Vetmetrica is the brand name for NewMetrica’s portfolio of structured questionnaire instruments to measure HRQL in animals
A valid, reliable and responsive, web – based, generic HRQL instrument has been developed for use with dogs. This takes the form of a structured questionnaire developed by a team of internationally respected academics and veterinary clinicians, based on 15 years of research and clinical experience in animal pain and welfare management at the University of Glasgow.
The questionnaire is completed quickly and easily online by the owner at home and the resulting individual HRQL profile across four domains of Q0L (energy, happiness, comfort and calmness) can be compared with that of age matched healthy dogs.
Applications include routine wellness monitoring of individual dogs, monitoring of disease progression and efficacy of treatment and decision making at end of life, as well as providing a primary outcome measure in regulatory drug trials (21 CFR 11 compliant) and post-marketing trials.
A web-based generic HRQL instrument for cats is currently available.
Advances in veterinary medicine have made a considerable impact on cat health and longevity, and the prevalence of chronic disease has increased accordingly, causing behavioural changes indicative of a significant reduction in welfare and health related quality of life (HRQL).
Several disease specific instruments are available (cardiac disease, diabetes, cancer, chronic kidney disease (CKD), osteoarthritis). However, these are clinical metrology instruments, focusing exclusively on functional changes imposed by disease, whereas the measurement of HRQL adopts a more holistic approach assessing both emotional and physical well-being.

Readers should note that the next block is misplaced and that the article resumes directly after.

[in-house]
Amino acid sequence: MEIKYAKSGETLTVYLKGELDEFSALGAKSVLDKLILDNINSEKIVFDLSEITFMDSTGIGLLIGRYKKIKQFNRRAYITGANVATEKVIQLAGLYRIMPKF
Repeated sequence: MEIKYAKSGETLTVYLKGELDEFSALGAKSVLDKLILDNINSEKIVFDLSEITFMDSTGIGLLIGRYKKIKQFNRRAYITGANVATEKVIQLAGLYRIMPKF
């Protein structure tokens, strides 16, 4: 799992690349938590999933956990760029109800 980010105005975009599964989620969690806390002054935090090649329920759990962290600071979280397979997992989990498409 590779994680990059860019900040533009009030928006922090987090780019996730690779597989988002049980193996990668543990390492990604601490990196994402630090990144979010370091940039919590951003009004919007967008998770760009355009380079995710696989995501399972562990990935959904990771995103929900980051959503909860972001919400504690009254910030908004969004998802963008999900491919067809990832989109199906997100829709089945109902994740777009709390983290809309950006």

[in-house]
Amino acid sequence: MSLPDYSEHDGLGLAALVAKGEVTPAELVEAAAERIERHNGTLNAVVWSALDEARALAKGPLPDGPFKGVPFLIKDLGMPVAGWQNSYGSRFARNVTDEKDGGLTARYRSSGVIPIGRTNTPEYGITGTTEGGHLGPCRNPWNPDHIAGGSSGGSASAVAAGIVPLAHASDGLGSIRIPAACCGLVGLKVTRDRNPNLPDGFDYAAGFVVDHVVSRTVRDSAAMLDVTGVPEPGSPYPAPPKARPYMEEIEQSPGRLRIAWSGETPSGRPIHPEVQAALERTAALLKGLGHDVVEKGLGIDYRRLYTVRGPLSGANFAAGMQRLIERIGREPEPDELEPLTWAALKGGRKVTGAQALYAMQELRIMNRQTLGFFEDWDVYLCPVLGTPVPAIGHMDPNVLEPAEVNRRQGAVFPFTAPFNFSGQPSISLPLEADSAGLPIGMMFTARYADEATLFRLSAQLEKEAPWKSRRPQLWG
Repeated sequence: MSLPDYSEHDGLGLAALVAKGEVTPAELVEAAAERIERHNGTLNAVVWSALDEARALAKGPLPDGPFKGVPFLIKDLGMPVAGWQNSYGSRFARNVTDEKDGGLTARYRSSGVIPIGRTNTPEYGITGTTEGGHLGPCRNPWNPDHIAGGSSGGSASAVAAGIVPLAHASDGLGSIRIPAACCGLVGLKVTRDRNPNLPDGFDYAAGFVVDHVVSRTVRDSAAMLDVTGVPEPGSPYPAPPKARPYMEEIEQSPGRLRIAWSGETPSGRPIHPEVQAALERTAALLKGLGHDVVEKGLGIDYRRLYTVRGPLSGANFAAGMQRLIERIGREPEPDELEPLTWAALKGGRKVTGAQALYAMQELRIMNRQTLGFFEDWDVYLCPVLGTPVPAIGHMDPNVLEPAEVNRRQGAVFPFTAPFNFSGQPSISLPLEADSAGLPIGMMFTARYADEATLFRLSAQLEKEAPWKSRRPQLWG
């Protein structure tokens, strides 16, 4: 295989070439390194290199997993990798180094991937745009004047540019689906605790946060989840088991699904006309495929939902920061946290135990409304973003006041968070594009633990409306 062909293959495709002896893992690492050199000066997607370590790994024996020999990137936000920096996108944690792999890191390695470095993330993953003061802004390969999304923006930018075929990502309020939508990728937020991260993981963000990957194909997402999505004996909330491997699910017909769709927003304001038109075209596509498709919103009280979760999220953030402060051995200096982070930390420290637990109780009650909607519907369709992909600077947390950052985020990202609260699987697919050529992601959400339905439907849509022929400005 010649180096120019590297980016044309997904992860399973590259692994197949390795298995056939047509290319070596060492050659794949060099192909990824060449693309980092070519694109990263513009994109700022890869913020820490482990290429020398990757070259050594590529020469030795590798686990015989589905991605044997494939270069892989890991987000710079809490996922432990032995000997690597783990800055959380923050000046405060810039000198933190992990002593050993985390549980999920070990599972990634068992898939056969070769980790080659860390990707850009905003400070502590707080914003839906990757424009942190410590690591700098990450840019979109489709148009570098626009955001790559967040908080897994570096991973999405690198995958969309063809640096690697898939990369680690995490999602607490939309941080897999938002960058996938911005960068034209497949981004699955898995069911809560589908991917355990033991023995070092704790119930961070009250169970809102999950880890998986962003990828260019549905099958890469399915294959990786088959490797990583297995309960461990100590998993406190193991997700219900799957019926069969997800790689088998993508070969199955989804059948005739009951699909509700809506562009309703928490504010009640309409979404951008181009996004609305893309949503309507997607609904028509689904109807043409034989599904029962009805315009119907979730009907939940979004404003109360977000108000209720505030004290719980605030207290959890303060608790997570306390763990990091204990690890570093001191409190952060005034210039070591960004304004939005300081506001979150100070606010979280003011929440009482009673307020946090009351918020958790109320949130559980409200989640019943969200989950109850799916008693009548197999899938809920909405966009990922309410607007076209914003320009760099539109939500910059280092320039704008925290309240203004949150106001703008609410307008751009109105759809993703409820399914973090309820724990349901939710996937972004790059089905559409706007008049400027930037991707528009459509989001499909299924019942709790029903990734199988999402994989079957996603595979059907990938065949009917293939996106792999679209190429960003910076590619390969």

Disease specific instruments are also limited when there are one or more comorbid conditions presenting in the cat – as is often the case, and here we require the use of the generic instrument to capture the multidimensional impact of disease on quality of life.
Additionally, recognising chronic pain and disease and providing adequate analgesia and treatment is paramount in the management of health in animals. The effects of long-term non-steroidal anti-inflammatory drugs (NSAIDs) on older animals can have a detrimental effect on renal, hepatic, cardiovascular and gastrointestinal systems. Furthermore, the lack of suitable drugs licensed for long-term use in cats may be a result of a lack of good outcome measures.
A paper-based instrument to measure HRQL in farmed pigs was developed in 2011. Once converted to a digital platform its applications will include measurement of pig welfare at individual and herd level, training of stock workers and for use as an outcome measure in clinical trials.